“Amplification Through Simplification”
Corinna Zanolini is one of the impressive young artists who has exhibited at The Box in the Isla Vista Theater this year. She is a third year undergraduate student at the University of California, Santa Barbara majoring in Art through the College of Creative Studies. Her exhibition featured two of Sanolini’s oil paint portraits accompanied by several small drawings. The captivating portraits convey moments of pure human emotion.
Zanolini explains that her desire is to merge industrial design with the raw emotion and character of her muses. Her painting process begins with an acrylic under-painting, layered with oil paints for the facial features. All of the portraits are life-like and naturalistic, but also contain a dreamy quality achieved through the artist’s use of a smooth blending technique. Zanolini incorporates an industrial style with backgrounds painted in various shades of gray and off-white house. She completes the portraits with a matte finish to draw the figures further toward the viewer, encouraging a connection with the palpable emotions of her subjects.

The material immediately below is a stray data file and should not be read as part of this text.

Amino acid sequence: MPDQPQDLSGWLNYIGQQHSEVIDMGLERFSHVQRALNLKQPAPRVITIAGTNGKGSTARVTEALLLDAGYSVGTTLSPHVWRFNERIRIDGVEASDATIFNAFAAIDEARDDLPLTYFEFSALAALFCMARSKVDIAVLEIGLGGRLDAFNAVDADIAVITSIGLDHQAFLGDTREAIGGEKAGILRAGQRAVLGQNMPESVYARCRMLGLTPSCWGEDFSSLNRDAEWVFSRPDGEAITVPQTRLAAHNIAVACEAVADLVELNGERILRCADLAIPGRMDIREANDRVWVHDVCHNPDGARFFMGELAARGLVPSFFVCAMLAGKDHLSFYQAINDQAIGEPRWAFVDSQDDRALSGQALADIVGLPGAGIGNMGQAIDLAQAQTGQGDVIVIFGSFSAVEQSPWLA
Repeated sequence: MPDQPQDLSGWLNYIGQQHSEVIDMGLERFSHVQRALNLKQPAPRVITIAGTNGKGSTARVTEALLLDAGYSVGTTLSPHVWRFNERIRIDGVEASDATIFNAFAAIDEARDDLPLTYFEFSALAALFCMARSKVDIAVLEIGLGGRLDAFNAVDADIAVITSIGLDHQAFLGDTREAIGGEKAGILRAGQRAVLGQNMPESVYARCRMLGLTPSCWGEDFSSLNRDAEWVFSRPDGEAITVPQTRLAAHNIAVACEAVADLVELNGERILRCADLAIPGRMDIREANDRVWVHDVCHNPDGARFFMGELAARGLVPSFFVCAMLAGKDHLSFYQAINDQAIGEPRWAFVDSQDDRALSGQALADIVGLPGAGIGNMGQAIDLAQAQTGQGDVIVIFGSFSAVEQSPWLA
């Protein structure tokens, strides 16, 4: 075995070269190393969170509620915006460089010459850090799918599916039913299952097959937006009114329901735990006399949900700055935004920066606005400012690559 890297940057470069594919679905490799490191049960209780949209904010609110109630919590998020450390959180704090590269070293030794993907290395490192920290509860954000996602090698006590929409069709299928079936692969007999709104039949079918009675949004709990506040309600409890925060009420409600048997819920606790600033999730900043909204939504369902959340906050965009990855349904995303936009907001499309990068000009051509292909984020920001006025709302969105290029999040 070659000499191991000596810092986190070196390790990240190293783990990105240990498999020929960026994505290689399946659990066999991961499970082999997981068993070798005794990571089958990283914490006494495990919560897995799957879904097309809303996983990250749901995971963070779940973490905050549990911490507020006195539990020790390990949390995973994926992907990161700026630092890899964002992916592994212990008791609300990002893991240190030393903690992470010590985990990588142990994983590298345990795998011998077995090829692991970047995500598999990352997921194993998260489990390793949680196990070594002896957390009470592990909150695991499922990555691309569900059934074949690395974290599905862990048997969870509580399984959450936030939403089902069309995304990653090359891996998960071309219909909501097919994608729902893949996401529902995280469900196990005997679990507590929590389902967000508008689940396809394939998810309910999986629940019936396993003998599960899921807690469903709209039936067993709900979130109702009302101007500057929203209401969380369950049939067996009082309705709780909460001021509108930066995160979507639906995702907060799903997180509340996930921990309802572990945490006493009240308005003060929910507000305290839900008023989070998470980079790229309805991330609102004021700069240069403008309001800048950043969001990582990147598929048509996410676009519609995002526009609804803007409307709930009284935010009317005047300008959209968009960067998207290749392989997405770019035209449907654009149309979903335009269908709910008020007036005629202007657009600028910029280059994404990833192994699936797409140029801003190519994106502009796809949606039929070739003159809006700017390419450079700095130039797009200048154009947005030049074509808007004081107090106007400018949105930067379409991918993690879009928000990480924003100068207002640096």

Zanolini states, “At the core of these separate sources of inspiration I find that the content of my work almost always arises from feelings of love, both positive and negative, from warm compassion to bitter heartbreak. If I am moved emotionally and enduringly, I make a painting.” This unconcealed emotion is evident in her work. The simple palette and vast backgrounds draw the viewer into the world of the figure and the figures confront this gaze with an unfaltering stare.
There is a particularly moving piece of a man’s face, cropped below the nose, and a gold halo crowning his head. The man’s stare is piercing but the fact that his lower face is cropped suggests a helplessness to communicate with the viewer, or perhaps something that cannot be said all together, making her piece incomprehensively beautiful. There is a tacit relationship between artist and subject that the viewer can feel through the emotion in the painting. Zanolini defines this by claiming, “A deep impetus of my art-making comes from wanting to share, express, and simultaneously conceal life as it affects me,” which comes through in her use of cropping and the ambiguity of her artwork. It is clear that Corinna Zanolini’s work is developing into something that will be influential and moving to future audiences.
Review by Rachel Williams